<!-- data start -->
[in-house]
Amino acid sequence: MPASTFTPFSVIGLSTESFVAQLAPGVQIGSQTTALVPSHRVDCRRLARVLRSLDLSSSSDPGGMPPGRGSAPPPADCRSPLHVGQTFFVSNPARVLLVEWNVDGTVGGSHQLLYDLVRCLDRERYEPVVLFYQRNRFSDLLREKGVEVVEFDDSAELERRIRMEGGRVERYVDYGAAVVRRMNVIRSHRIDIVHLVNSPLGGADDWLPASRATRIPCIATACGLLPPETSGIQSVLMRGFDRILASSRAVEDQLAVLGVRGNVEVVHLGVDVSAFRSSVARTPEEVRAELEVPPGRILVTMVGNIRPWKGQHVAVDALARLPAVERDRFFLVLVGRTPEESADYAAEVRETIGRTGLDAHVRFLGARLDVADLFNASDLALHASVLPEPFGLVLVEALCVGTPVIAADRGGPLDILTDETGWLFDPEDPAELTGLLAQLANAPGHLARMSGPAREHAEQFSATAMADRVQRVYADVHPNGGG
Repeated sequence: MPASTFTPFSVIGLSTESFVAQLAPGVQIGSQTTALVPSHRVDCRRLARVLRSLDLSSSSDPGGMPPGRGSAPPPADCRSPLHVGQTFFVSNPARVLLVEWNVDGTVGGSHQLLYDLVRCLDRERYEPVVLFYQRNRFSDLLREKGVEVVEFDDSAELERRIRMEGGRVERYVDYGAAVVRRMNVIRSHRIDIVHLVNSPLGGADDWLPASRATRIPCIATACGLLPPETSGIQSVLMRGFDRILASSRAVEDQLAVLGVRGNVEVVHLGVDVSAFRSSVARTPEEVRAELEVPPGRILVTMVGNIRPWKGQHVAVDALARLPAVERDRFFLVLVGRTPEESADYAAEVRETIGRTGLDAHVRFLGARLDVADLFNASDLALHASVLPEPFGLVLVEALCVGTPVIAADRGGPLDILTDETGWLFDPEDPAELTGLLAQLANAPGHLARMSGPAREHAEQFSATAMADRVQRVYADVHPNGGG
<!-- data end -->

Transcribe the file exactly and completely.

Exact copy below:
[in-house]
Amino acid sequence: MPASTFTPFSVIGLSTESFVAQLAPGVQIGSQTTALVPSHRVDCRRLARVLRSLDLSSSSDPGGMPPGRGSAPPPADCRSPLHVGQTFFVSNPARVLLVEWNVDGTVGGSHQLLYDLVRCLDRERYEPVVLFYQRNRFSDLLREKGVEVVEFDDSAELERRIRMEGGRVERYVDYGAAVVRRMNVIRSHRIDIVHLVNSPLGGADDWLPASRATRIPCIATACGLLPPETSGIQSVLMRGFDRILASSRAVEDQLAVLGVRGNVEVVHLGVDVSAFRSSVARTPEEVRAELEVPPGRILVTMVGNIRPWKGQHVAVDALARLPAVERDRFFLVLVGRTPEESADYAAEVRETIGRTGLDAHVRFLGARLDVADLFNASDLALHASVLPEPFGLVLVEALCVGTPVIAADRGGPLDILTDETGWLFDPEDPAELTGLLAQLANAPGHLARMSGPAREHAEQFSATAMADRVQRVYADVHPNGGG
Repeated sequence: MPASTFTPFSVIGLSTESFVAQLAPGVQIGSQTTALVPSHRVDCRRLARVLRSLDLSSSSDPGGMPPGRGSAPPPADCRSPLHVGQTFFVSNPARVLLVEWNVDGTVGGSHQLLYDLVRCLDRERYEPVVLFYQRNRFSDLLREKGVEVVEFDDSAELERRIRMEGGRVERYVDYGAAVVRRMNVIRSHRIDIVHLVNSPLGGADDWLPASRATRIPCIATACGLLPPETSGIQSVLMRGFDRILASSRAVEDQLAVLGVRGNVEVVHLGVDVSAFRSSVARTPEEVRAELEVPPGRILVTMVGNIRPWKGQHVAVDALARLPAVERDRFFLVLVGRTPEESADYAAEVRETIGRTGLDAHVRFLGARLDVADLFNASDLALHASVLPEPFGLVLVEALCVGTPVIAADRGGPLDILTDETGWLFDPEDPAELTGLLAQLANAPGHLARMSGPAREHAEQFSATAMADRVQRVYADVHPNGGG